In spite of the number of embryonic theme shows in the files, this exhibition is not meant to be thematic.  An alert curator could perhaps have plucked out the next trend, but other shows can bear that responsibility. I preferred to look for the singular – for artists who know what they wanted to do, even if what they wanted to do would not get them into the Whitney Biennial.
 
These nine artists and three photographers have a dozen different points of view. They are all strong individuals with an idiosyncratic connection to “movements”” and an empathy for craft. 
 
The Artists Space slide file is known as an avenue to the larger world; the people who have completed the transition make an impressive list. The file is as egalitarian in terms of style as it is in terms of race or sex; anyone who sits through one of the marathon viewing sessions is prevented from too-rigid proscriptions about the nature of art in the 1980’s. In that spirit of diversity, this exhibition has been put together.

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“Hot Stuff” at Blackfish Gallery

by Paul Sutinen, Willamette Week’s Fresh Weekly, September 6, 1982 – Gallery Round-up

“…While most of these artists seem to make their works consciously weird, Philip Man Ghost makes paintings and objects that exude an arcane religiosity, a 20th century vision of hell and decay that seems genuinely felt. The images are difficult to interpret, but there is no doubt about their visual power.

Three large dark paintings depict various human-like figures. One is dark and shadowy like a beast in the night. One shows a skeleton on fire holding a small black airplane at its fingertips. The third depicts a whitish figure decaying into a bloody skeleton with an animal-like head. In several other paintings one sees fire spirits, images of decay and destruction, things out of control. Rendered with exactitude and excess, the paintings are reminiscent of medieval works depicting Hell and the Last Judgement.

There are several small objects, sometimes including bread and blood shown in a single clear case. On a plate in one piece is written “I am bewitched my eyes do not leave the image of Christ’s navel…” In the context of these works this does not seem like a slickly invented line, but rather a valid statement believed in by the artist.

A small work called Battery is about three inches long and is made up of a carved skeleton with crystal legs lying on a “tombstone”. On the skeleton’s teeth lies a pearl and on its abdomen sits a tiny brown skull. The power of this object (which in this case I measure in terms of having shivers run up and down my spine) is as strong as the tall paintings.”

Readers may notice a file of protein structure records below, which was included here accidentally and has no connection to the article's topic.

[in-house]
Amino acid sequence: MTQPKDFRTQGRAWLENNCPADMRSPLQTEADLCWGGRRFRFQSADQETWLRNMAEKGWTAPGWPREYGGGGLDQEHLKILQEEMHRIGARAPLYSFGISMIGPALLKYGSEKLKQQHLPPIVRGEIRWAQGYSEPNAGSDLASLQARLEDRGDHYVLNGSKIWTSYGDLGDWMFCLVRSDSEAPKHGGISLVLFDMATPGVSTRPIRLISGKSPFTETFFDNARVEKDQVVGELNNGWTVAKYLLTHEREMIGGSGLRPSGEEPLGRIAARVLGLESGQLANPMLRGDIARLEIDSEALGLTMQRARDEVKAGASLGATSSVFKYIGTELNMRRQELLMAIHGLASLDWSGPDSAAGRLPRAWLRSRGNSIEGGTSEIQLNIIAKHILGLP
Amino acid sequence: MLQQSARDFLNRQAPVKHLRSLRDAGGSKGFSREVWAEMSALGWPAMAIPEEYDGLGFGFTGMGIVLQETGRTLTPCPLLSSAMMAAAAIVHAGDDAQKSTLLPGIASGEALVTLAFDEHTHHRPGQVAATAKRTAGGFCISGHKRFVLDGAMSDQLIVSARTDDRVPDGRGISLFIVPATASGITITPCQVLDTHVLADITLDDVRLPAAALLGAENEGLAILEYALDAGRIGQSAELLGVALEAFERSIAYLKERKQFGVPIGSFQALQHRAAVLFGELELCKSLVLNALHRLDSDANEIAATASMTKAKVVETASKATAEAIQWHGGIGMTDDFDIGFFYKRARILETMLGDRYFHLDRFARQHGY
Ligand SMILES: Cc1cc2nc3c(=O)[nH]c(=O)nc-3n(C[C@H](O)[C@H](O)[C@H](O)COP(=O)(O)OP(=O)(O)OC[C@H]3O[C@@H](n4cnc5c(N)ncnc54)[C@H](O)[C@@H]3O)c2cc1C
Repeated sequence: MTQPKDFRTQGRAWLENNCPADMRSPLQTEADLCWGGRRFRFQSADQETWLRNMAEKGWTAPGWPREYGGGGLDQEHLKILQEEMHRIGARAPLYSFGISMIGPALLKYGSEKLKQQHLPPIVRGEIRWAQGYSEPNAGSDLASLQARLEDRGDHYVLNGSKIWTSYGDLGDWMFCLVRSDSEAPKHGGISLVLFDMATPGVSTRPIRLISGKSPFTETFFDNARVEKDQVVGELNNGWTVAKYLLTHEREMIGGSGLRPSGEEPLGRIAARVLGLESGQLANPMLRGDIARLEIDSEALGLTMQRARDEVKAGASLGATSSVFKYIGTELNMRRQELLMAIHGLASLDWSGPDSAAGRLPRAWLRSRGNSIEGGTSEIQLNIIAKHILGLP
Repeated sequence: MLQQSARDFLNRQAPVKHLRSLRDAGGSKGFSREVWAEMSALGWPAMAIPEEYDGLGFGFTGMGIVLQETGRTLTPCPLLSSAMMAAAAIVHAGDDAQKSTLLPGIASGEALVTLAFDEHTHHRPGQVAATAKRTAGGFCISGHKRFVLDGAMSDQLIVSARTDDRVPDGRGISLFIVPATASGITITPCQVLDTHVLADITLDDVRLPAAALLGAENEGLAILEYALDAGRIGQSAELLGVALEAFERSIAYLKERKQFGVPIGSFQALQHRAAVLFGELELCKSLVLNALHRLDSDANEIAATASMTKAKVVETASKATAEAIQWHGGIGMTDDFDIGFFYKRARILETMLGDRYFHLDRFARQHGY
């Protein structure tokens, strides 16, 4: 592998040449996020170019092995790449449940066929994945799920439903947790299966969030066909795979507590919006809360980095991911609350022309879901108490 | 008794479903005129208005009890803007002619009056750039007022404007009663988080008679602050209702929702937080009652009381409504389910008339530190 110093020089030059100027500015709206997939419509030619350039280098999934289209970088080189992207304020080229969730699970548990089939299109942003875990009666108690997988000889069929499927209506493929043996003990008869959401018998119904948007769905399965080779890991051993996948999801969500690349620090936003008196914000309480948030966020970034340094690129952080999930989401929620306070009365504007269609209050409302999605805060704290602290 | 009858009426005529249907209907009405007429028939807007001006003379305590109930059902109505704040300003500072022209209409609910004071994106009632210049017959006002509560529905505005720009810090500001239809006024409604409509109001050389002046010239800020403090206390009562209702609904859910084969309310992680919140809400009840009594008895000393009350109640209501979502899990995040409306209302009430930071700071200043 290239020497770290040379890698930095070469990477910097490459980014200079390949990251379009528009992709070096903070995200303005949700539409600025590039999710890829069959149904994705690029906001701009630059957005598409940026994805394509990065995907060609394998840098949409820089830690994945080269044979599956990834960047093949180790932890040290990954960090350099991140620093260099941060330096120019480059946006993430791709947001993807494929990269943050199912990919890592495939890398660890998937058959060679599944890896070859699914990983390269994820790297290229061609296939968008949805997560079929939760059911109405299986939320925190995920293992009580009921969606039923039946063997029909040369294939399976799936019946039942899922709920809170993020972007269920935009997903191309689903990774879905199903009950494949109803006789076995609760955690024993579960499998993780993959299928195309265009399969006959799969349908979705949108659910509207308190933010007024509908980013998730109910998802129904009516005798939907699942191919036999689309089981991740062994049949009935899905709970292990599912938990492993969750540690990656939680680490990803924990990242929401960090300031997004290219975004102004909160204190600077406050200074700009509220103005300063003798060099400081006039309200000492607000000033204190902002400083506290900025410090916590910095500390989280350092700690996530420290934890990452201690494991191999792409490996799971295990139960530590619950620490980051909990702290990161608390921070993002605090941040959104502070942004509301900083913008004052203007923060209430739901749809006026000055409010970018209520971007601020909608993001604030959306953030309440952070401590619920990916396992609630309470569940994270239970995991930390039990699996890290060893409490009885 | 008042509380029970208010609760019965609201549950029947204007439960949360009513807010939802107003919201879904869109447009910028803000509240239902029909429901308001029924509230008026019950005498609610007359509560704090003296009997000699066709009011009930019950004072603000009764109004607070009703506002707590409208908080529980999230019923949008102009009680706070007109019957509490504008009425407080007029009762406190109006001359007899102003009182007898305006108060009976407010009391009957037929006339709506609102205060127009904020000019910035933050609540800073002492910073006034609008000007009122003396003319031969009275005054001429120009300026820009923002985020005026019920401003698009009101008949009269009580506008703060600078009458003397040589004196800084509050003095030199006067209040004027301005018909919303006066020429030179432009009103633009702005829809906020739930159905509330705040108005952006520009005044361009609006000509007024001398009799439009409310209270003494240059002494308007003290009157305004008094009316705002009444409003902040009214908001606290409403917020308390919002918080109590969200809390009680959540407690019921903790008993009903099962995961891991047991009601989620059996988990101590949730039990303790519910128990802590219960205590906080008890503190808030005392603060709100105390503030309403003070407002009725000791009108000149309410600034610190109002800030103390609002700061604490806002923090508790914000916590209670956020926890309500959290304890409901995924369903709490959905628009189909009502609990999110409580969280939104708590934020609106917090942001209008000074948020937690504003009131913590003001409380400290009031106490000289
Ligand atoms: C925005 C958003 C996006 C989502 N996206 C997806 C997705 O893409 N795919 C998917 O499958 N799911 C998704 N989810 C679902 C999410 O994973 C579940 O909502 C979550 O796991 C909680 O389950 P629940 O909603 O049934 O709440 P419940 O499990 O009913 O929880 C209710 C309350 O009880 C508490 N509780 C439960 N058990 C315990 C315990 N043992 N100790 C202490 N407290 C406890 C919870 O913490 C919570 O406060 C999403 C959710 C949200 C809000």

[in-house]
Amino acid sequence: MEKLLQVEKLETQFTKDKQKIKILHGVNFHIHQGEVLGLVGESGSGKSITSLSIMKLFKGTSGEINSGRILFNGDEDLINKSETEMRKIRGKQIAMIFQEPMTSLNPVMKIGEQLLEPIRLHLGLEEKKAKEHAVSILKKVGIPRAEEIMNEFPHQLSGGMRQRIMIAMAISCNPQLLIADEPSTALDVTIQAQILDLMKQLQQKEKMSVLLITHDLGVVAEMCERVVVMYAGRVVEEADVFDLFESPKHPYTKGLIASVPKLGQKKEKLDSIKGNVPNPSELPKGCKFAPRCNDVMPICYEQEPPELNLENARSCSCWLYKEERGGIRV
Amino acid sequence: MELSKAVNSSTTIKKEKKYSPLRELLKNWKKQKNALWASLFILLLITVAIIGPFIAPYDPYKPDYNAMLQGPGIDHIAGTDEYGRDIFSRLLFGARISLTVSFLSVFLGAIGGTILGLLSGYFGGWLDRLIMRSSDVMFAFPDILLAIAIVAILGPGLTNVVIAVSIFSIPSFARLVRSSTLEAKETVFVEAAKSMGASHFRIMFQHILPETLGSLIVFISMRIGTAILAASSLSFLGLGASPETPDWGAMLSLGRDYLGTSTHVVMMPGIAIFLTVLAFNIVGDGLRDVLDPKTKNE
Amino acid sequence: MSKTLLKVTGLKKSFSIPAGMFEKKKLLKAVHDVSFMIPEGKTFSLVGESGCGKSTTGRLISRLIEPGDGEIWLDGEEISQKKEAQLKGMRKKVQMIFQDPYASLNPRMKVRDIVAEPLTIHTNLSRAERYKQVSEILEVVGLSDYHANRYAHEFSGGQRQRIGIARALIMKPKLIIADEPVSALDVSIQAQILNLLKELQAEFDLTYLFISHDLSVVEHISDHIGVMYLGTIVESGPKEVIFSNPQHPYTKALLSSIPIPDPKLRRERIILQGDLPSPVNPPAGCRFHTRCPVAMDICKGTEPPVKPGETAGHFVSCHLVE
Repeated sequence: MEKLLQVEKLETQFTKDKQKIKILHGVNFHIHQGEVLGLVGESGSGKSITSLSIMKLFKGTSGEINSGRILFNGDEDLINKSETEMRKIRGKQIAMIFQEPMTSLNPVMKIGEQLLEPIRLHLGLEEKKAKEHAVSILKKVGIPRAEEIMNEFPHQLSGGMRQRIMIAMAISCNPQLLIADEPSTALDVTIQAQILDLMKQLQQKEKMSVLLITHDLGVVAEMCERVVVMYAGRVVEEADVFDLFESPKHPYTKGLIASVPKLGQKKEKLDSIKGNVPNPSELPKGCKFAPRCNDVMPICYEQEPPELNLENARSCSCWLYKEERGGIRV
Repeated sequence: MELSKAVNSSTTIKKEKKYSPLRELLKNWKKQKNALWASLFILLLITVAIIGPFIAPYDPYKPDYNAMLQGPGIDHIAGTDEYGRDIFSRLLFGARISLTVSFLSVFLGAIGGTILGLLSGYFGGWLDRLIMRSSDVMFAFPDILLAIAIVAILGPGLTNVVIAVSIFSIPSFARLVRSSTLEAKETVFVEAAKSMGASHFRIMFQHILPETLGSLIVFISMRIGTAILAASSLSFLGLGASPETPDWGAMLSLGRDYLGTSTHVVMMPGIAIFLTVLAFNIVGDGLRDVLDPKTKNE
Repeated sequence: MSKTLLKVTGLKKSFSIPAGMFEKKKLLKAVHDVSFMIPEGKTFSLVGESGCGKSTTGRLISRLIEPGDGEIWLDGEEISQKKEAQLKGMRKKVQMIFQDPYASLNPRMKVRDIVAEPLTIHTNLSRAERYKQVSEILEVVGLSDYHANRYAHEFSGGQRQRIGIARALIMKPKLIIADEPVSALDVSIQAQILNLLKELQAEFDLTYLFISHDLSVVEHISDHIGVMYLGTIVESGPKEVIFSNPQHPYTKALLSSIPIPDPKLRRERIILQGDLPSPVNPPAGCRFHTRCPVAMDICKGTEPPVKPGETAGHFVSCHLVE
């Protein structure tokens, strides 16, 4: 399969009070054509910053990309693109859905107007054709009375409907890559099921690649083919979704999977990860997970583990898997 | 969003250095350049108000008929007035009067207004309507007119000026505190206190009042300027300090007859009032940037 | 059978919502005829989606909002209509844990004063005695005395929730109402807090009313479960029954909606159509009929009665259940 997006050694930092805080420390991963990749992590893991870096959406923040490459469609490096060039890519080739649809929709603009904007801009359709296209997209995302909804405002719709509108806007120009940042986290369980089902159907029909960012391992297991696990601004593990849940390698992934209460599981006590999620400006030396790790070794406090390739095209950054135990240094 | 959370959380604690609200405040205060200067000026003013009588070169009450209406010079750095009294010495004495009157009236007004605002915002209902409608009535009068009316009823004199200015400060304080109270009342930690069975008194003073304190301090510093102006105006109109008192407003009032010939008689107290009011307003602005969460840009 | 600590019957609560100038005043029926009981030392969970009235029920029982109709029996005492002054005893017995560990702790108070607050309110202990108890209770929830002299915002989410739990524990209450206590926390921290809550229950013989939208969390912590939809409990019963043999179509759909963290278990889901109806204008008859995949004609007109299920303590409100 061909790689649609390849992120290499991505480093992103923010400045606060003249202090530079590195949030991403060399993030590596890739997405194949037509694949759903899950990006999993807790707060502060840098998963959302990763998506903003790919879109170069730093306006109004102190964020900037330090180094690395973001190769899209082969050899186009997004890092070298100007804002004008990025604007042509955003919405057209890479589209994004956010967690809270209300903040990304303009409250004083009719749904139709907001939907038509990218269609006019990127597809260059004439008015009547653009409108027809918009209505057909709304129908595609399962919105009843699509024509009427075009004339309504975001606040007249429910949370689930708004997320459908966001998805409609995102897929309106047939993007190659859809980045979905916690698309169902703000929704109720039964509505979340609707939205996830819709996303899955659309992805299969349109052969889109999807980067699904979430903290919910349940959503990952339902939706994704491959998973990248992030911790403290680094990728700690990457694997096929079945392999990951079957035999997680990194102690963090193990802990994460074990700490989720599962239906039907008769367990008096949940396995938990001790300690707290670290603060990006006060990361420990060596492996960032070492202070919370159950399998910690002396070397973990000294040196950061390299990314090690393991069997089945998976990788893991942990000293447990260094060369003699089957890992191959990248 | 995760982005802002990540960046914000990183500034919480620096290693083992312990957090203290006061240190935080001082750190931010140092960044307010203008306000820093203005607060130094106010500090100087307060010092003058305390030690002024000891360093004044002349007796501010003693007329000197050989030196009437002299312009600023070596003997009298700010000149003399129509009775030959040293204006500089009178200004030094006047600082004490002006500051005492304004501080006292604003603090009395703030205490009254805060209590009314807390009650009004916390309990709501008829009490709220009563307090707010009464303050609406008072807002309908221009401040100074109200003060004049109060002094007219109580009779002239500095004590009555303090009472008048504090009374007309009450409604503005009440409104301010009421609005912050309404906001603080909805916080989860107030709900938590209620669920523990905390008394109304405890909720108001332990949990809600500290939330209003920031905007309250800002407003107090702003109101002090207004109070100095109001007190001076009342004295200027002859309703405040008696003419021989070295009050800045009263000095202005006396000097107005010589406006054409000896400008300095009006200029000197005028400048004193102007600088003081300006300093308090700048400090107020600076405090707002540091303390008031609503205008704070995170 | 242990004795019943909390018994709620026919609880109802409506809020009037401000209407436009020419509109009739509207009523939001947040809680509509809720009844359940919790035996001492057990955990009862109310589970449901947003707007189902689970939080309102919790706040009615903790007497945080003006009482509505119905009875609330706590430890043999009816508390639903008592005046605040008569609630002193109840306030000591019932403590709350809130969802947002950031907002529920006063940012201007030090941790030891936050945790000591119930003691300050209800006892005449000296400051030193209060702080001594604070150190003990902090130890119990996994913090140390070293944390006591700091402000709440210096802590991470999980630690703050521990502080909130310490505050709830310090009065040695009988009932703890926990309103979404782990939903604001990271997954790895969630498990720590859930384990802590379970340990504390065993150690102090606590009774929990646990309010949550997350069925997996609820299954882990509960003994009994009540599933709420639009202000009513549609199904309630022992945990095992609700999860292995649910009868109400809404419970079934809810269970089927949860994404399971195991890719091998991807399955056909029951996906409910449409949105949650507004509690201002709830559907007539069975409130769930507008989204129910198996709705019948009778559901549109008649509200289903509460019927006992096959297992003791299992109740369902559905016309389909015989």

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ALSO REFERENCED IN:

Carr, Cynthia. Fire in the Belly: the Life and Times of David Wojnarowicz. New York: Bloomsbury, 2012.

Sister Dana Van Iquity, “Four Artists Express a Thin Line at Visual Aid Exhibition”, Bay Times, 14 June 2011.

Lotringer, Sylvère, and Giancarlo Ambrosino. David Wojnarowicz: A Definitive History of Five or Six Years on the Lower East Side.
New York: Semiotext(e);, 2006. 46-53.

Tommasini, Anthony. Virgil Thomson: Composer on the Aisle. New York: W.W. Norton, 1997.

Rinder, Lawrence. “Positive: a Visual Aid Legacy”. San Jose Institute of Contemporary Art, December 1995.

Santiago, Chiori. “Aids, Harmony and Abstracts.” San Jose Mercury News [San jose] 17 Dec. 1995.

Poore, Ann. “Transfixing American Krist at USU Holds Layers of Spiritual Meaning.” The Salt Lake Tribune [Salt Lake City] 19 Feb. 1994.

Friedman, Robert. “Legacy of Loss.” Artweek, vol.24, no. 5 4 Mar. 1993: 21.

Weinstein, Joel. “IXth Life has Jagged Edges.” The Oregonian [Portland] 22 Jan. 1993.

Larson, Kay. “Selections from the Artists File.”Artists Space [New York] September 1985.

“Fresh Weekly Arts Round-up.” Williamette Week [Portland] 1 Sept. 1992

McGovern, Wendla. Blackfish Fireworks, Gallery Review Autumn, Vol. 1 #3, 1982.